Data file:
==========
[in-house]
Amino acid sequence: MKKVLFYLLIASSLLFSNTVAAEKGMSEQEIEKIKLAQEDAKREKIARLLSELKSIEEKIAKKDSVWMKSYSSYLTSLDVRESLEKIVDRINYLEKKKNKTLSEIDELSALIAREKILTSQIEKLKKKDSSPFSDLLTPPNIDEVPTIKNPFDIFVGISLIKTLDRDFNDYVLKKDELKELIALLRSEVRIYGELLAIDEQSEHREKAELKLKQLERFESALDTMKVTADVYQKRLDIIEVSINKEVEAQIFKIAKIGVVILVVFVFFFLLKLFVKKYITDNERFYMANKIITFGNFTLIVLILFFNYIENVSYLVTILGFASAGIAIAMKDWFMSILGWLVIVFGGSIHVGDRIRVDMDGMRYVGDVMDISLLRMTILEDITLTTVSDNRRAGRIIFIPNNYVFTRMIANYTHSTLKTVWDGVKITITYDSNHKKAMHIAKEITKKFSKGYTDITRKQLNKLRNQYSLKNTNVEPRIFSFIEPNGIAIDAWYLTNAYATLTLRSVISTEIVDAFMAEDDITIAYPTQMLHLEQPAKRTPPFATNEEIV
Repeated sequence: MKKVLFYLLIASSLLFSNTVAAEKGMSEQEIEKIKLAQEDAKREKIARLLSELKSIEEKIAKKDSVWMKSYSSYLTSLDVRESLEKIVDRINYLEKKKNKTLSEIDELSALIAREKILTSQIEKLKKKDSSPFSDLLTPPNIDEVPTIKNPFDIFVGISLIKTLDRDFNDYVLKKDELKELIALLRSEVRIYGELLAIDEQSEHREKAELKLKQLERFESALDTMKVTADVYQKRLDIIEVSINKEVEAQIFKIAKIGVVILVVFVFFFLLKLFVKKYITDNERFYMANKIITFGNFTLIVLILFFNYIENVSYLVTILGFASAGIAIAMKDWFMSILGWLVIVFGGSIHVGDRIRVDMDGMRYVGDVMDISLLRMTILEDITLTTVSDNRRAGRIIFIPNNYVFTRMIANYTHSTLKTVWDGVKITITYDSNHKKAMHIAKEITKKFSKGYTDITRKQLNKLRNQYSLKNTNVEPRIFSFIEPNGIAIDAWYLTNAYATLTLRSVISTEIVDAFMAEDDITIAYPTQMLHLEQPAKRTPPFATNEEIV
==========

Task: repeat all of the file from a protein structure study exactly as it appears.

[in-house]
Amino acid sequence: MKKVLFYLLIASSLLFSNTVAAEKGMSEQEIEKIKLAQEDAKREKIARLLSELKSIEEKIAKKDSVWMKSYSSYLTSLDVRESLEKIVDRINYLEKKKNKTLSEIDELSALIAREKILTSQIEKLKKKDSSPFSDLLTPPNIDEVPTIKNPFDIFVGISLIKTLDRDFNDYVLKKDELKELIALLRSEVRIYGELLAIDEQSEHREKAELKLKQLERFESALDTMKVTADVYQKRLDIIEVSINKEVEAQIFKIAKIGVVILVVFVFFFLLKLFVKKYITDNERFYMANKIITFGNFTLIVLILFFNYIENVSYLVTILGFASAGIAIAMKDWFMSILGWLVIVFGGSIHVGDRIRVDMDGMRYVGDVMDISLLRMTILEDITLTTVSDNRRAGRIIFIPNNYVFTRMIANYTHSTLKTVWDGVKITITYDSNHKKAMHIAKEITKKFSKGYTDITRKQLNKLRNQYSLKNTNVEPRIFSFIEPNGIAIDAWYLTNAYATLTLRSVISTEIVDAFMAEDDITIAYPTQMLHLEQPAKRTPPFATNEEIV
Repeated sequence: MKKVLFYLLIASSLLFSNTVAAEKGMSEQEIEKIKLAQEDAKREKIARLLSELKSIEEKIAKKDSVWMKSYSSYLTSLDVRESLEKIVDRINYLEKKKNKTLSEIDELSALIAREKILTSQIEKLKKKDSSPFSDLLTPPNIDEVPTIKNPFDIFVGISLIKTLDRDFNDYVLKKDELKELIALLRSEVRIYGELLAIDEQSEHREKAELKLKQLERFESALDTMKVTADVYQKRLDIIEVSINKEVEAQIFKIAKIGVVILVVFVFFFLLKLFVKKYITDNERFYMANKIITFGNFTLIVLILFFNYIENVSYLVTILGFASAGIAIAMKDWFMSILGWLVIVFGGSIHVGDRIRVDMDGMRYVGDVMDISLLRMTILEDITLTTVSDNRRAGRIIFIPNNYVFTRMIANYTHSTLKTVWDGVKITITYDSNHKKAMHIAKEITKKFSKGYTDITRKQLNKLRNQYSLKNTNVEPRIFSFIEPNGIAIDAWYLTNAYATLTLRSVISTEIVDAFMAEDDITIAYPTQMLHLEQPAKRTPPFATNEEIV